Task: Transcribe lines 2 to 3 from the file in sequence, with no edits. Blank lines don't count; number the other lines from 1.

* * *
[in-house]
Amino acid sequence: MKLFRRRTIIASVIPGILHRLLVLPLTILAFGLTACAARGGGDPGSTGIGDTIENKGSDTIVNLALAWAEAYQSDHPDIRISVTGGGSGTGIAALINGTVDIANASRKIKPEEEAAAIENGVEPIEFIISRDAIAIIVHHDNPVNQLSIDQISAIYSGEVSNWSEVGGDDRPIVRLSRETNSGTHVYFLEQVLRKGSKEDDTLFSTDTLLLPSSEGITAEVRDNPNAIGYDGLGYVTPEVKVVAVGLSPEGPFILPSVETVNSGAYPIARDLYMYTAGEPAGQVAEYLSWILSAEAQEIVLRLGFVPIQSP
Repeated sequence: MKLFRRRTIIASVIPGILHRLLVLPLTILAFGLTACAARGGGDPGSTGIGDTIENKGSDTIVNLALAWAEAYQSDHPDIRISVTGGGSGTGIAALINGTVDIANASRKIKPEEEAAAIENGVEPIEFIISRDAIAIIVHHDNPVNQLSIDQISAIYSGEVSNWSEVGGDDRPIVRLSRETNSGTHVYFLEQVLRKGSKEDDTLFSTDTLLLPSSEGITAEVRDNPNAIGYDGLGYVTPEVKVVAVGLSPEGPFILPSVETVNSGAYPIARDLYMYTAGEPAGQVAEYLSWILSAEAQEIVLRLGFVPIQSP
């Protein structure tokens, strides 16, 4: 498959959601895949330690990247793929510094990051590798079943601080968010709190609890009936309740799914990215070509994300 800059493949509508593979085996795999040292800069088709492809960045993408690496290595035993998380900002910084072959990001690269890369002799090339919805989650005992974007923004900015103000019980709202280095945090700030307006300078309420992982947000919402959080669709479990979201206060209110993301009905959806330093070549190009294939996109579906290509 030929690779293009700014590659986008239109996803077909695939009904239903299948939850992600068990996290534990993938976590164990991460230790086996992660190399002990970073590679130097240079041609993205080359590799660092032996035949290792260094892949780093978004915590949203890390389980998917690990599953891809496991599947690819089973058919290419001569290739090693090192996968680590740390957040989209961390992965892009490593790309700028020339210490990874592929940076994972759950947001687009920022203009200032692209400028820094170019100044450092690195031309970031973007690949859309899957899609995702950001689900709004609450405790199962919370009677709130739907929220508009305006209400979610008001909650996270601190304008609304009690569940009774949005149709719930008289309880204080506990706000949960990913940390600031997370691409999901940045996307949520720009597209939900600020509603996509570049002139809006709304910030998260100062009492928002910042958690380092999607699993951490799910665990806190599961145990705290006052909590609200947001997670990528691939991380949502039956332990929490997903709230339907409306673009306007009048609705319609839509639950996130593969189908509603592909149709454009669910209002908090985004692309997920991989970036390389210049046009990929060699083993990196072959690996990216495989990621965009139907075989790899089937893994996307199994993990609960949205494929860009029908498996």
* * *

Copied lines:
Amino acid sequence: MKLFRRRTIIASVIPGILHRLLVLPLTILAFGLTACAARGGGDPGSTGIGDTIENKGSDTIVNLALAWAEAYQSDHPDIRISVTGGGSGTGIAALINGTVDIANASRKIKPEEEAAAIENGVEPIEFIISRDAIAIIVHHDNPVNQLSIDQISAIYSGEVSNWSEVGGDDRPIVRLSRETNSGTHVYFLEQVLRKGSKEDDTLFSTDTLLLPSSEGITAEVRDNPNAIGYDGLGYVTPEVKVVAVGLSPEGPFILPSVETVNSGAYPIARDLYMYTAGEPAGQVAEYLSWILSAEAQEIVLRLGFVPIQSP
Repeated sequence: MKLFRRRTIIASVIPGILHRLLVLPLTILAFGLTACAARGGGDPGSTGIGDTIENKGSDTIVNLALAWAEAYQSDHPDIRISVTGGGSGTGIAALINGTVDIANASRKIKPEEEAAAIENGVEPIEFIISRDAIAIIVHHDNPVNQLSIDQISAIYSGEVSNWSEVGGDDRPIVRLSRETNSGTHVYFLEQVLRKGSKEDDTLFSTDTLLLPSSEGITAEVRDNPNAIGYDGLGYVTPEVKVVAVGLSPEGPFILPSVETVNSGAYPIARDLYMYTAGEPAGQVAEYLSWILSAEAQEIVLRLGFVPIQSP